National Ambient Air Quality Monitoring Programme: The National Ambient Air Quality Monitoring Programme commenced at the end of 2017. This programme is providing more comprehensive, real-time localised air quality information linked to public health advice, as well as expanding the EPA’s capacity in modelling and citizen science. Real-time monitoring has more than doubled in Ireland since implementation of the programme began.

There are currently 57 monitoring stations in the network:

  • 17 new monitoring stations were installed in 2018.
  • 9 existing stations were upgraded to provide real-time particulate monitoring.

The Programme also has the following citizen science and citizen engagement activities:

  • GLOBE project in partnership with An Taisce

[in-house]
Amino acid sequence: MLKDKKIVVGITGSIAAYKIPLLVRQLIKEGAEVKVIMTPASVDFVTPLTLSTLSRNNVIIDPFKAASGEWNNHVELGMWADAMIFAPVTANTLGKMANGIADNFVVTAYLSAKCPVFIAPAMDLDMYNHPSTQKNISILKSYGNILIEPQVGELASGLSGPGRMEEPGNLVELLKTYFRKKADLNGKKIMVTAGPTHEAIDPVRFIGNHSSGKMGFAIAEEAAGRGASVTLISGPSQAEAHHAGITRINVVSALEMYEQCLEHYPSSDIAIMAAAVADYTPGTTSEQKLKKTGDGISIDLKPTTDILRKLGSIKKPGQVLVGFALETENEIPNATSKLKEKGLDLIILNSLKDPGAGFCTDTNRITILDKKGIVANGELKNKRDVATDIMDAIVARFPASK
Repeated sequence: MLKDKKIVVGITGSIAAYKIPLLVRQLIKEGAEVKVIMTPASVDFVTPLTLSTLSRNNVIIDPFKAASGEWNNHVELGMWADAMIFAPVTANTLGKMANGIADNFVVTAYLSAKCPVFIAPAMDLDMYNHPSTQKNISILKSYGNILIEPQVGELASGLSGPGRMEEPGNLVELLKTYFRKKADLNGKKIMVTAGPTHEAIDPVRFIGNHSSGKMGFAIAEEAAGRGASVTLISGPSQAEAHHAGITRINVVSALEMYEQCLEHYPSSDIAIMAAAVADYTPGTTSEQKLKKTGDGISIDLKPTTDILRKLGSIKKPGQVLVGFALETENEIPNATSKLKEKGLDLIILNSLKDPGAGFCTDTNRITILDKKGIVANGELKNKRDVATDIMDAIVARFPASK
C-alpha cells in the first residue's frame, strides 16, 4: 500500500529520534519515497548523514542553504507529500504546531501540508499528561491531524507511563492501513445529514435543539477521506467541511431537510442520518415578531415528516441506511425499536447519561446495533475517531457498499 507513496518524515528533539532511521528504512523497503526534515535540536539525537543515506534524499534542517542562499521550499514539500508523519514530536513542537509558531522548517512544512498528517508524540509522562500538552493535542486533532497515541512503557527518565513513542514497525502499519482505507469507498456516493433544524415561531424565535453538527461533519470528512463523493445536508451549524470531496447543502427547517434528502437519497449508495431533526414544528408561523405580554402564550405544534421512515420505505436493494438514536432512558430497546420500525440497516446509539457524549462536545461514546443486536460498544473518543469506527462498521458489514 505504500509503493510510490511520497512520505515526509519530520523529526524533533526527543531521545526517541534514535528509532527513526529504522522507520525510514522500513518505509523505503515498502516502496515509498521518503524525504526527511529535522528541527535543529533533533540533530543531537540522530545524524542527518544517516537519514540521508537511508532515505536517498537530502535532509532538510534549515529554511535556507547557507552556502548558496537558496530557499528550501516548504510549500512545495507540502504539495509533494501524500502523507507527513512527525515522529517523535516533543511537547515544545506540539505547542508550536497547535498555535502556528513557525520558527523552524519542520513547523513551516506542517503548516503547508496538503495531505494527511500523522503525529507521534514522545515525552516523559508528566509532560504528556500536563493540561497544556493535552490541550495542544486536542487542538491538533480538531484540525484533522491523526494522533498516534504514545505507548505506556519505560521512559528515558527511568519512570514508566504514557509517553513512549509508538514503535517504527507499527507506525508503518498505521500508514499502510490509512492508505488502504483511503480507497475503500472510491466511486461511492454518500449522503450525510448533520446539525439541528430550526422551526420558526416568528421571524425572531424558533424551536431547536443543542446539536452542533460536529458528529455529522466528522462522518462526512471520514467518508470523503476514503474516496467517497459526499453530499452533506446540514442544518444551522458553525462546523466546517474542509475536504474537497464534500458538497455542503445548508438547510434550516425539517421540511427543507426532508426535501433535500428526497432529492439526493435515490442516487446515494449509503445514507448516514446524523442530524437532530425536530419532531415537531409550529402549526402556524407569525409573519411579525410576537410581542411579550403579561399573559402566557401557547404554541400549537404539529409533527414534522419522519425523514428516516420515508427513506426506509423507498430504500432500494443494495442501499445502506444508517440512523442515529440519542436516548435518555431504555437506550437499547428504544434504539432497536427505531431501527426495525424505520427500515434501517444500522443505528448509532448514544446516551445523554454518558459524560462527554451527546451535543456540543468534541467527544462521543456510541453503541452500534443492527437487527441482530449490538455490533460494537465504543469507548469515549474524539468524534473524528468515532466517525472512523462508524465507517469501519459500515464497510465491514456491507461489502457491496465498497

• CleanAir@School in partnership with the EEA


Air quality in Ireland in 2018

  • Levels at monitoring sites in Ireland were below the EU legislative limit values in 2018.
  • Ireland was above World Health Organization (WHO) air quality guideline value levels at a number of monitoring sites for fine particulate matter, ozone and nitrogen dioxide (NO2).
  • Ireland was above the European Environment Agency reference level for PAH, a toxic chemical, at four monitoring sites.

Problem pollutants

  • Particulate matter from burning of solid fuel. 
  • Nitrogen dioxide from transport emissions in urban areas. 
  • Indications that we will exceed EU limit values for NO2 in the near future.

To tackle the problem of particulate matter we should:

  • Move towards clean ways of heating our homes.
  • Improve energy efficiency of homes.

To reduce the impact of NO2 we can:

  • Implement the transport options in the government’s Climate Strategy.
  • Individuals should consider their transport choices.